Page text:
Two shot dead, four missing in northern Arakan

Two shot dead, four missing in northern Arakan

Two men from Kaing Gyi village in Maungdaw Township were shot dead on Thursday morning and four women were reported missing in the latest killings and disappearances to plague northern Arakan State.

“Around 8am this morning, the local residents heard a gunshot sound,” Htun Hla Sein, a member of the Arakan State legislature, told DVB. “They [security forces] found two dead bodies and learned that four women had gone missing. Now, the township administrator and I are trying to provide necessary assistance. Tatmadaw [Burma Army] forces have gone to the area to carry out clearance operations.”

The deceased pair, two men in their mid-20s named Kone Wine and Lin Kyat, were found in southern Maungdaw Township’s Mayu mountain region, where the government has said Rohingya Muslim militants are operating. Border guard forces are in search of the four missing women — Ma Yi, Ma Sein Yar, Ma Htone Wai and Ma Tone Kaw.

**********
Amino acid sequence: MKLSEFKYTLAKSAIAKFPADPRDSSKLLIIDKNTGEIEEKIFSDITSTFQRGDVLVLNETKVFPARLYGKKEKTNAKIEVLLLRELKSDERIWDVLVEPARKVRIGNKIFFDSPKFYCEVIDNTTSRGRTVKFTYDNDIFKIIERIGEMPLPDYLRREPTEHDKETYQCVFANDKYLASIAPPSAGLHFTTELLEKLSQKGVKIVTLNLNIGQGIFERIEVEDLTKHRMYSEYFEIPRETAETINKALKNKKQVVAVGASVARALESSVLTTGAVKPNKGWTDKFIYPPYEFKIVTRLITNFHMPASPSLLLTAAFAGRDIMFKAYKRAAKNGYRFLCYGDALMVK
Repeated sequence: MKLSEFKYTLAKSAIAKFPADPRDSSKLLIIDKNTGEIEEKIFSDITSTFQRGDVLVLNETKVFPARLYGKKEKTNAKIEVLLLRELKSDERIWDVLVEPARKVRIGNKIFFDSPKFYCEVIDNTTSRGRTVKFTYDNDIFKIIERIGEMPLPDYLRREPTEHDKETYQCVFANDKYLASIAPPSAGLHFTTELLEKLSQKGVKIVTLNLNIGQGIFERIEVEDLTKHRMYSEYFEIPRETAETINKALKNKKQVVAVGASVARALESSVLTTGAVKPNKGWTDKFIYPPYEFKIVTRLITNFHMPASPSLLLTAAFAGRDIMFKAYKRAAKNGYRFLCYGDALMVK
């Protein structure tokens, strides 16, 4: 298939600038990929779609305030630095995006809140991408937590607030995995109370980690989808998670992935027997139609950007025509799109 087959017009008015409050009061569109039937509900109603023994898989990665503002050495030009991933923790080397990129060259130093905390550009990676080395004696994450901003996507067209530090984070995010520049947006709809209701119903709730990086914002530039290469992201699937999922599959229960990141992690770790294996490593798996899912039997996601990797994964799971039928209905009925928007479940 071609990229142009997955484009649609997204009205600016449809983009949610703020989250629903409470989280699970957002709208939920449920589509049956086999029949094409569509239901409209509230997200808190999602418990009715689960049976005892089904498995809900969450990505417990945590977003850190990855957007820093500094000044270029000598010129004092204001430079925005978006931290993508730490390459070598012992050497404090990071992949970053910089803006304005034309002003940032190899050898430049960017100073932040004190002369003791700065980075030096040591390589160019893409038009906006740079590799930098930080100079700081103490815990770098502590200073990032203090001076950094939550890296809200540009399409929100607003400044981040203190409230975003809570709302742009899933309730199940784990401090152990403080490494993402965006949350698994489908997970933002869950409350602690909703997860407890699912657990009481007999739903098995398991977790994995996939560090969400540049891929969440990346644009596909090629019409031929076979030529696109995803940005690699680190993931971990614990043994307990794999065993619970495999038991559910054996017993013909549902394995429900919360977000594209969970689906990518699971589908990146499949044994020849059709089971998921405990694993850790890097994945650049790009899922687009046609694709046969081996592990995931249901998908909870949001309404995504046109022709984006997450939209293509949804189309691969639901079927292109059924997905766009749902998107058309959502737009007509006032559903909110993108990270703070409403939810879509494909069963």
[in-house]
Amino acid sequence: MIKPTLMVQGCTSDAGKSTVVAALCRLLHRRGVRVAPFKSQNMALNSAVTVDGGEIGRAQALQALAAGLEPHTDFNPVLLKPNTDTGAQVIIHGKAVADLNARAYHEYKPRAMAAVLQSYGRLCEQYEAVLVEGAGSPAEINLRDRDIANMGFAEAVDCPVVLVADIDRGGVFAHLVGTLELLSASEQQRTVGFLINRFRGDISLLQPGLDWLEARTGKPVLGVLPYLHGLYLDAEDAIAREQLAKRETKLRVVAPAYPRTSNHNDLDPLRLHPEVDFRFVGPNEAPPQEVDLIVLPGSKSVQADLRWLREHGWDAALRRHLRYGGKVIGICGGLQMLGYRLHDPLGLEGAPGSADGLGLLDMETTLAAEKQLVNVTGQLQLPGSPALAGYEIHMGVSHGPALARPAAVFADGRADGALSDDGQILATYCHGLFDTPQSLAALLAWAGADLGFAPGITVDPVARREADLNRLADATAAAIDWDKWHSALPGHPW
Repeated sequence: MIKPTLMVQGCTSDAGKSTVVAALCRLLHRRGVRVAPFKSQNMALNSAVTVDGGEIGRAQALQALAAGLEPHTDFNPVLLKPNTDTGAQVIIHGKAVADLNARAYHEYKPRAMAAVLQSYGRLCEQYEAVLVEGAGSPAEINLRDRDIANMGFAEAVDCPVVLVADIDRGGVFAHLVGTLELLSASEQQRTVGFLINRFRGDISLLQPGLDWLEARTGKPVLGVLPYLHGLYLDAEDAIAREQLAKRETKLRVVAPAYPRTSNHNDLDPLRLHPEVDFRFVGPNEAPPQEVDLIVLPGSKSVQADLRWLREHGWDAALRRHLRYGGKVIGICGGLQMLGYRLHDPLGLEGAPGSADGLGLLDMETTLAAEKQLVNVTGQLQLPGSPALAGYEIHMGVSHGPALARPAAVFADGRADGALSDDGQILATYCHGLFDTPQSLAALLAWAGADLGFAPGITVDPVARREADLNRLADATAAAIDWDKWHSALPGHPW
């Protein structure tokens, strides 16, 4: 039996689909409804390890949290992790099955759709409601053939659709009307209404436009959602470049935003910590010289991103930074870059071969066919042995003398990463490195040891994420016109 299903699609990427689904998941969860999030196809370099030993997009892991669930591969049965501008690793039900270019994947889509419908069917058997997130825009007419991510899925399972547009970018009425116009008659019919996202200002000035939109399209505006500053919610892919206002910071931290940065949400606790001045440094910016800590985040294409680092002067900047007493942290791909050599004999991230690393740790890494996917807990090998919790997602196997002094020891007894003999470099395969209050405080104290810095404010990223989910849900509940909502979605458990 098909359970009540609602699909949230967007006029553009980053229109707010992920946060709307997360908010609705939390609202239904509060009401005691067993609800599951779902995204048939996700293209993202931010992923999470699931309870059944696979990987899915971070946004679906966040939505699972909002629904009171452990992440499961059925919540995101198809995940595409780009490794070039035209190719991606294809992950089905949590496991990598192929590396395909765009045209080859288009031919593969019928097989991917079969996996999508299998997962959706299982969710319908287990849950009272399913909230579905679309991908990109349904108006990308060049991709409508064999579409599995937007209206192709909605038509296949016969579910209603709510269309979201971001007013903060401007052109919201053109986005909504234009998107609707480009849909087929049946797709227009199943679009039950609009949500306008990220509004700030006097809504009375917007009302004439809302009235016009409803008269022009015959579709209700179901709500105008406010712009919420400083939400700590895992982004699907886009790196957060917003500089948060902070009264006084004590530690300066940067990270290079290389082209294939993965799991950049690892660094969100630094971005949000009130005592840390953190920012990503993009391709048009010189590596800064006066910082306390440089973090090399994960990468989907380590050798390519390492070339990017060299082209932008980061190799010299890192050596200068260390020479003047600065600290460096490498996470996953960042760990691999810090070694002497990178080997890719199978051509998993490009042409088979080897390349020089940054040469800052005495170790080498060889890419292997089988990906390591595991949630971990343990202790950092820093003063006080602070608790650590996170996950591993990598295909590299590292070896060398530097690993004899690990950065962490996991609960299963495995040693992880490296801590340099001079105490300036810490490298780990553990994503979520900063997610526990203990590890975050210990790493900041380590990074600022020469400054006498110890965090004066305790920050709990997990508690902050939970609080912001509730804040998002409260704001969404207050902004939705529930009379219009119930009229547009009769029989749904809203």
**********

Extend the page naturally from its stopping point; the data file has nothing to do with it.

All six were described as farmers from Kaing Gyi village.

Tatmadaw, border guard police personnel and locals are cooperating in the search for the missing women.

Multiple reports from government sources in recent weeks have described the Mayu mountain range as a stationing grounds for Islamic militants. In June, state media reported the discovery of “terrorist training camps,” tunnels and supplies, with security forces killing three suspected militants in the anti-insurgency operation that uncovered the sites.

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On 27 July, a local from Chut Pyin village, in neighbouring Rathedaung Township, also went missing. The government has blamed several killings and disappearances in northern Arakan State on “terrorists” in the months since 9 October, when a band of Rohingya militants attacked border guard police posts, killing nine officers.

Security forces have launched an aggressive counter-insurgency campaign since then, sending more than 70,000 Rohingya fleeing across the border into Bangladesh amid widespread reports of human rights abuses allegedly perpetrated by soldiers and police. The government has rejected nearly all allegations of misconduct by state security personnel.

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